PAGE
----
By Tom Talbot
Pepsi built it – and the legends certainly came. They even ran out from behind the makeshift cornfields in center field. How cool. And it’s all because of a local guy who entered into the Pepsi Max promotion to bring the Field of Dreams game to his hometown of Rochester, N.Y.
In just the second edition of this annual promotion, Johnny Perotti from Rochester and Washington, D.C. resident Stephen Katchmark were selected in an online contest by Pepsi, and the fans of Rochester out-voted the fans of Washington online to gain home-field advantage. Kevin Costner, James Earl Jones and Shoeless Joe were not in the house, but it was an awesome event!
I wasn’t expecting much concerning autographs from the legends crew Pepsi assembled. I had heard bad reviews from the first game last year in Columbus, Ohio, and I expected more of the same. Most of these guys don’t sign a whole lot of free autographs, which is ridiculous, but that’s the way it goes. And spotting Rickey Henderson and Reggie Jackson on the list and knowing their miserable nature, I didn’t bring any “Mr. October” items to the ballpark other than a few cards.
But I was presently surprised by a few of the guys, and me and my boys had a great father-sons memory. Plus, we had a couple of cool items to go home with.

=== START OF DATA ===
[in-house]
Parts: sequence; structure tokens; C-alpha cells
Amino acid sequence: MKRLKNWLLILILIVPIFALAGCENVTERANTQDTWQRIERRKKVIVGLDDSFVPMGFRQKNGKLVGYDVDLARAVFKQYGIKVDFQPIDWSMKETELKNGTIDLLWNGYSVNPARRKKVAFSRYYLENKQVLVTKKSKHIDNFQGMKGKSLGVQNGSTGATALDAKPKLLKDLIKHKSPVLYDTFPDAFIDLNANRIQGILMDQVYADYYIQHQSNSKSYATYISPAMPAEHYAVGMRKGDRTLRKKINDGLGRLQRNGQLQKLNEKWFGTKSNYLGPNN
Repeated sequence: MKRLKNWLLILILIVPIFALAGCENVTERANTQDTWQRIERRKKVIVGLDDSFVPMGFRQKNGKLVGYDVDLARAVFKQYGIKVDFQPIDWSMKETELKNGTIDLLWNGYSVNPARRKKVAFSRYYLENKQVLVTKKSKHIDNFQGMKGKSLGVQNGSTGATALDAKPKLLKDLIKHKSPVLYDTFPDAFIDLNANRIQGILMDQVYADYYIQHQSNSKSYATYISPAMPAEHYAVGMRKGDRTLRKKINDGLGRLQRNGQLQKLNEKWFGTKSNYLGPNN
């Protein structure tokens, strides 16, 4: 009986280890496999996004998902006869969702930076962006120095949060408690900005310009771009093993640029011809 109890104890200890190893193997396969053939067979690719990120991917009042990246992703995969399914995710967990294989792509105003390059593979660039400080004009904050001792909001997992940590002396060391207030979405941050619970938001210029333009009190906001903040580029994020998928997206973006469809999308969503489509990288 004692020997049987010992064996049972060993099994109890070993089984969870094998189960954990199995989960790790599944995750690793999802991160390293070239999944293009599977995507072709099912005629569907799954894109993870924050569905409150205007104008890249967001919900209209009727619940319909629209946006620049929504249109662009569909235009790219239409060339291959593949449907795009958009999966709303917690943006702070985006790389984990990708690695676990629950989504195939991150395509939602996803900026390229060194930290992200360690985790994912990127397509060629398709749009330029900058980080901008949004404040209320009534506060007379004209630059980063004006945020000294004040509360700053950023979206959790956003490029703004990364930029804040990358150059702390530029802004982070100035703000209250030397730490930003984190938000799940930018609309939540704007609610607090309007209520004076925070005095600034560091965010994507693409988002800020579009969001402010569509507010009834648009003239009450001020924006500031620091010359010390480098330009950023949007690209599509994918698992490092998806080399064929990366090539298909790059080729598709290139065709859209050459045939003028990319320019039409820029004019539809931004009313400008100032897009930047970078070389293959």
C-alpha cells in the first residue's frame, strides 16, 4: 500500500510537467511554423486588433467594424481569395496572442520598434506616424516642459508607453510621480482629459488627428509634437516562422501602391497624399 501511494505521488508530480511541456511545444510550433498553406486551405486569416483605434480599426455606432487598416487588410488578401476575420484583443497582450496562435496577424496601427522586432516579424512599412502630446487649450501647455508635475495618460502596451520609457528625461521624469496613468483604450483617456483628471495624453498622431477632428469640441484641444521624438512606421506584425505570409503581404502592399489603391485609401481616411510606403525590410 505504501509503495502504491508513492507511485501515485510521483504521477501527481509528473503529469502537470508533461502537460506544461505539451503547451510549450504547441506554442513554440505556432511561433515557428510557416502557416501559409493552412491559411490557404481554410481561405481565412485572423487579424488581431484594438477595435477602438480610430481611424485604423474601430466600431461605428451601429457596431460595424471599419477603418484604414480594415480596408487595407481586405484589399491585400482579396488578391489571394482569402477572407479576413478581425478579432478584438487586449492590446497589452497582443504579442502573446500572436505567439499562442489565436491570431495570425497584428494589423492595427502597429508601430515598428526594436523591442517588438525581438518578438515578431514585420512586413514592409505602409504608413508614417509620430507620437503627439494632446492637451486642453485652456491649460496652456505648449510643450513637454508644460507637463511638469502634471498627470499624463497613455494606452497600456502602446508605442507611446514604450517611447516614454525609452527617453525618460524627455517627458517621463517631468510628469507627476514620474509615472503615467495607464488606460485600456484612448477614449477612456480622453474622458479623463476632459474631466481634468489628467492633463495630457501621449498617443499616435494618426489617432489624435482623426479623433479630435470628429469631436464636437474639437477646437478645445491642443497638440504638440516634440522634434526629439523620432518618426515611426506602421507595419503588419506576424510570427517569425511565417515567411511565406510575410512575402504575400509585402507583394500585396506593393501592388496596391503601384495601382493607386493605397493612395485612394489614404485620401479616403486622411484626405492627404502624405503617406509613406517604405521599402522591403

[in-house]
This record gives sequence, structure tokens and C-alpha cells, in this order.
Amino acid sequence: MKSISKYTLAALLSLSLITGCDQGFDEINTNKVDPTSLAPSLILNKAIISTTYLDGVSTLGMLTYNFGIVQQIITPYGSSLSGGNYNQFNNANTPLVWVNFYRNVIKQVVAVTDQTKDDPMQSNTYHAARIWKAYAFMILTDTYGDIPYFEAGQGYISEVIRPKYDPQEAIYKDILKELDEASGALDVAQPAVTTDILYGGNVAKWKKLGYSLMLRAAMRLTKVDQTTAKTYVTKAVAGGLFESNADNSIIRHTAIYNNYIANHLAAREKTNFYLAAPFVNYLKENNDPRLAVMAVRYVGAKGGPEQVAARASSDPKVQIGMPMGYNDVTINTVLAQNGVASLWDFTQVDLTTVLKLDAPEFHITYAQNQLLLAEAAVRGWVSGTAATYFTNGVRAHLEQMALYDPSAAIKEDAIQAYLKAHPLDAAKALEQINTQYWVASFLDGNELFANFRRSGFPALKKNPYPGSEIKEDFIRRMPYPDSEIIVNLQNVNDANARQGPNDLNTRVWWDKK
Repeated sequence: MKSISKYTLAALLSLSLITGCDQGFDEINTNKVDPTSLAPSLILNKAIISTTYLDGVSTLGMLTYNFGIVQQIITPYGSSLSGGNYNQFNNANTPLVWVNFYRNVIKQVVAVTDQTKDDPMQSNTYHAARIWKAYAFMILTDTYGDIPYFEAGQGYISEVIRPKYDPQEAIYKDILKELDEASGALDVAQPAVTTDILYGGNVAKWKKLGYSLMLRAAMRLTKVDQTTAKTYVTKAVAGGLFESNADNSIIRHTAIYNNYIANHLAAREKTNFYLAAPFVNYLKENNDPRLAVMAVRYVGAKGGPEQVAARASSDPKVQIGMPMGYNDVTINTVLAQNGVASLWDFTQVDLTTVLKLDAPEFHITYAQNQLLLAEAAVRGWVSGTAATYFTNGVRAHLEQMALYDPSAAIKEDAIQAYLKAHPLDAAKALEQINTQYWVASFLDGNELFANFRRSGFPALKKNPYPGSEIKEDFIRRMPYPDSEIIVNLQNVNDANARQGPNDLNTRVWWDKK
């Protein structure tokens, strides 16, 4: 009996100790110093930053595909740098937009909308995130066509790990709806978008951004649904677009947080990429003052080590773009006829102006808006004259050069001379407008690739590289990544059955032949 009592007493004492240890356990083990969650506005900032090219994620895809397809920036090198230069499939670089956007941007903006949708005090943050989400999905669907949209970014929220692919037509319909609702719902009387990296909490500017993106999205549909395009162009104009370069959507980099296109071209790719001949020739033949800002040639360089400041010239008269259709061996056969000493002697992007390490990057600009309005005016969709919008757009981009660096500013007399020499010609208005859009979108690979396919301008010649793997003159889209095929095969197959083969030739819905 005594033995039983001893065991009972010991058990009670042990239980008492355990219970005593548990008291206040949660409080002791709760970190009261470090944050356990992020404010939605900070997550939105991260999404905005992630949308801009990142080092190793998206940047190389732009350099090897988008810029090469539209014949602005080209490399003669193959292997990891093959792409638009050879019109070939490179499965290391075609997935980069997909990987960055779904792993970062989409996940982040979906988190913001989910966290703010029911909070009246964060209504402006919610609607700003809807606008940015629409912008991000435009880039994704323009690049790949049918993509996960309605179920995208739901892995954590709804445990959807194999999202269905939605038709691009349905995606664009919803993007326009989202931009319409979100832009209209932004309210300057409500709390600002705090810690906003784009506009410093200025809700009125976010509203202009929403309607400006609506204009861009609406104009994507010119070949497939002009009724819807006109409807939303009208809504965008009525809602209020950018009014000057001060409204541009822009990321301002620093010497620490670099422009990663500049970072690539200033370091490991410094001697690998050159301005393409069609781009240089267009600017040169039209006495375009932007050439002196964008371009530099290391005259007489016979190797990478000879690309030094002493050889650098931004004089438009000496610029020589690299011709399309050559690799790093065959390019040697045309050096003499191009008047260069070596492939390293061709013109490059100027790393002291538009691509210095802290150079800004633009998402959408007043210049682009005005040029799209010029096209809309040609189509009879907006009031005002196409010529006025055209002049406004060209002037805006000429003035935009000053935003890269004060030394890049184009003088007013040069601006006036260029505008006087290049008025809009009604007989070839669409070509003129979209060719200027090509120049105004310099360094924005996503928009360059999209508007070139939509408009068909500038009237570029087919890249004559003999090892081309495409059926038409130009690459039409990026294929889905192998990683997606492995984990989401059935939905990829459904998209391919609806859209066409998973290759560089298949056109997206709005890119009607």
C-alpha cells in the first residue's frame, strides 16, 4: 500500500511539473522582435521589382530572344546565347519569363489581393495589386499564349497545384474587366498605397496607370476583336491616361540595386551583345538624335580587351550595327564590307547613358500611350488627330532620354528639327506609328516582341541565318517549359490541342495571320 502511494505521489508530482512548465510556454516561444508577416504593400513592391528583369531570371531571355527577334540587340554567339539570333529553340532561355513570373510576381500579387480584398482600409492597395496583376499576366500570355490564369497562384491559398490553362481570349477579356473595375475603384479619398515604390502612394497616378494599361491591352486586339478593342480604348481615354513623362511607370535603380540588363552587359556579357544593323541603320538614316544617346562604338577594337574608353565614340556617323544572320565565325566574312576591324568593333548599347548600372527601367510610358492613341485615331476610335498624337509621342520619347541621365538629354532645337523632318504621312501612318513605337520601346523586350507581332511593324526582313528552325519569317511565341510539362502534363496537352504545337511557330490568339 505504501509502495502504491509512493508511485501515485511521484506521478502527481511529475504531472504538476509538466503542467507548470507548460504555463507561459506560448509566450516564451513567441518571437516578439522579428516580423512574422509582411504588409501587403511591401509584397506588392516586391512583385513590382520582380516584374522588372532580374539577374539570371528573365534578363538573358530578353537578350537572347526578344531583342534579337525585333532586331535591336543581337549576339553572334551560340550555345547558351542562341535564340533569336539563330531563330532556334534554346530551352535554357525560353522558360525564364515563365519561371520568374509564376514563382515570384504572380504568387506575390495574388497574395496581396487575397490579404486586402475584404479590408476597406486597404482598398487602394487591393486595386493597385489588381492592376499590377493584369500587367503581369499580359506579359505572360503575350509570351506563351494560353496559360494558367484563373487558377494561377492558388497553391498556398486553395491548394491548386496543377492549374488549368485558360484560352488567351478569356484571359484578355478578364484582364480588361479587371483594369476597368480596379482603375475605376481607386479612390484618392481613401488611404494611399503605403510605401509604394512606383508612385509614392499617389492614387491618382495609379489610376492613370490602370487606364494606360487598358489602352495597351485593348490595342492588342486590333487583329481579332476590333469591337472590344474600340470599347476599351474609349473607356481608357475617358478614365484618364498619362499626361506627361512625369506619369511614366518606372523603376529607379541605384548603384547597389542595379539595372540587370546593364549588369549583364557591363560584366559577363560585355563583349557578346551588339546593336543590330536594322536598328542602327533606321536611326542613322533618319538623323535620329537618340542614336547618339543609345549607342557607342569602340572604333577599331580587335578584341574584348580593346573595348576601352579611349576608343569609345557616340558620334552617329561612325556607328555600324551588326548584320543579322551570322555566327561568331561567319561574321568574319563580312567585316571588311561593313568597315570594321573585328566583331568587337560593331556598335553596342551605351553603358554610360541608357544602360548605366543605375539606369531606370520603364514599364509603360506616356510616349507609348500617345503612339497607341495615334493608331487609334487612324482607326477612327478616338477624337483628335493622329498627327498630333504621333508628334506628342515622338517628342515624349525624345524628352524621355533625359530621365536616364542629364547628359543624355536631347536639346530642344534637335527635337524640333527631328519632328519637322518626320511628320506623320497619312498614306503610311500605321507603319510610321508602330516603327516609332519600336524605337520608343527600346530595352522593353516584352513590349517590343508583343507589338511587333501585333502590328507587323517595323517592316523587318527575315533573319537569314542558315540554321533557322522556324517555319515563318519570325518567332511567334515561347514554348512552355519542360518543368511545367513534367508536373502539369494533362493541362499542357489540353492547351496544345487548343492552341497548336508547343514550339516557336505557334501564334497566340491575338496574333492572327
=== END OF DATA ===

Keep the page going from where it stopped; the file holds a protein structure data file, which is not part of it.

In addition to the stars who never cracked a Sharpie, I also got to see first-hand how silly grown men can look at the ballpark begging for autographs from other grown men. I’m an autograph geek, but even I have limits. I’m not going to chase down guys at the airport or the hotel, but I will give it a shot at the stadium.
I’m all for the kids getting autographs. Heck, I wouldn’t even mind if they said that they were only signing for kids – but I saw a few ridiculous things at the stadium worth sharing.
It was pretty much an autograph free-for-all. There were not going to be any organized signings, and the players would “sign at their discretion.” For Reggie, this meant that he would sign a few for the couple of insiders who had special access, but that was about it. I didn’t see several of the Hall of Famers sign a single autograph. Isn’t this a promotional event in which they were paid God-knows-how- much-money by Pepsi for an appearance fee?
The fans came, 13,000-plus, which set a ballpark attendance record at Frontier Field as the second highest crowd in stadium history. (The first was Cal Ripken Jr.’s last appearance.) The Triple-A Red Wings didn’t have much to do with the game – it was more like Pepsi renting out the venue.
This was a once-in-a-lifetime event, and I did have a great time, as did my boys. Their
favorite part was probably catching a foul tip from the Big Hurt and Reggie Jackson. Two game-used balls that would not go home with any ink on them, but not for lack of trying. The food was good, the beer was cold and the atmosphere was awesome. The autograph opportunities were kind of weak, but that was to be expected.
Let’s take a look at the legends involved and how they fared in the Field of Dreams game.